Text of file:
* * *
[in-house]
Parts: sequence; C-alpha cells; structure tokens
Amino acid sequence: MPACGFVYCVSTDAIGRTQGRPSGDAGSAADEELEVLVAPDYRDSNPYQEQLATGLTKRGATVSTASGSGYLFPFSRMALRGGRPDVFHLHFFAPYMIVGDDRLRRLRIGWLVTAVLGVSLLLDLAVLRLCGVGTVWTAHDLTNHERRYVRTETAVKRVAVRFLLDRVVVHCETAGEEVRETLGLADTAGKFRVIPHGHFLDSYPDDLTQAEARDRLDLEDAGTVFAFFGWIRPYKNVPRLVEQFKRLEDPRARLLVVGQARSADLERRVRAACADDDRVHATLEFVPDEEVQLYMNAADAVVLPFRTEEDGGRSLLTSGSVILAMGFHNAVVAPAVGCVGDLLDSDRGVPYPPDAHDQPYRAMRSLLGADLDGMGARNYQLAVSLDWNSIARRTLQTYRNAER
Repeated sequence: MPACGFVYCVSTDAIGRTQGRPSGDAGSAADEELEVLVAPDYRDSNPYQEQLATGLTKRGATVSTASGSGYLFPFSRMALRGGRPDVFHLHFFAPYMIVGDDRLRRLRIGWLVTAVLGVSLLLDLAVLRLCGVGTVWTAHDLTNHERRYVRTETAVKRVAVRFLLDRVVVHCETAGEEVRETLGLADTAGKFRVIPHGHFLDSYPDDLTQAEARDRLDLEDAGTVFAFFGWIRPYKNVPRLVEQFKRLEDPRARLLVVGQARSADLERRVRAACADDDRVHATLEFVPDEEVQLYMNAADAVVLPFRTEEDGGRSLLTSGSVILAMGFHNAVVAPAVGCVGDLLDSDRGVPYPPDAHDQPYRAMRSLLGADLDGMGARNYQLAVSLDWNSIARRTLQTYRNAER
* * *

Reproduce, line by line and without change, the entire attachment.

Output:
[in-house]
Parts: sequence; C-alpha cells; structure tokens
Amino acid sequence: MPACGFVYCVSTDAIGRTQGRPSGDAGSAADEELEVLVAPDYRDSNPYQEQLATGLTKRGATVSTASGSGYLFPFSRMALRGGRPDVFHLHFFAPYMIVGDDRLRRLRIGWLVTAVLGVSLLLDLAVLRLCGVGTVWTAHDLTNHERRYVRTETAVKRVAVRFLLDRVVVHCETAGEEVRETLGLADTAGKFRVIPHGHFLDSYPDDLTQAEARDRLDLEDAGTVFAFFGWIRPYKNVPRLVEQFKRLEDPRARLLVVGQARSADLERRVRAACADDDRVHATLEFVPDEEVQLYMNAADAVVLPFRTEEDGGRSLLTSGSVILAMGFHNAVVAPAVGCVGDLLDSDRGVPYPPDAHDQPYRAMRSLLGADLDGMGARNYQLAVSLDWNSIARRTLQTYRNAER
Repeated sequence: MPACGFVYCVSTDAIGRTQGRPSGDAGSAADEELEVLVAPDYRDSNPYQEQLATGLTKRGATVSTASGSGYLFPFSRMALRGGRPDVFHLHFFAPYMIVGDDRLRRLRIGWLVTAVLGVSLLLDLAVLRLCGVGTVWTAHDLTNHERRYVRTETAVKRVAVRFLLDRVVVHCETAGEEVRETLGLADTAGKFRVIPHGHFLDSYPDDLTQAEARDRLDLEDAGTVFAFFGWIRPYKNVPRLVEQFKRLEDPRARLLVVGQARSADLERRVRAACADDDRVHATLEFVPDEEVQLYMNAADAVVLPFRTEEDGGRSLLTSGSVILAMGFHNAVVAPAVGCVGDLLDSDRGVPYPPDAHDQPYRAMRSLLGADLDGMGARNYQLAVSLDWNSIARRTLQTYRNAER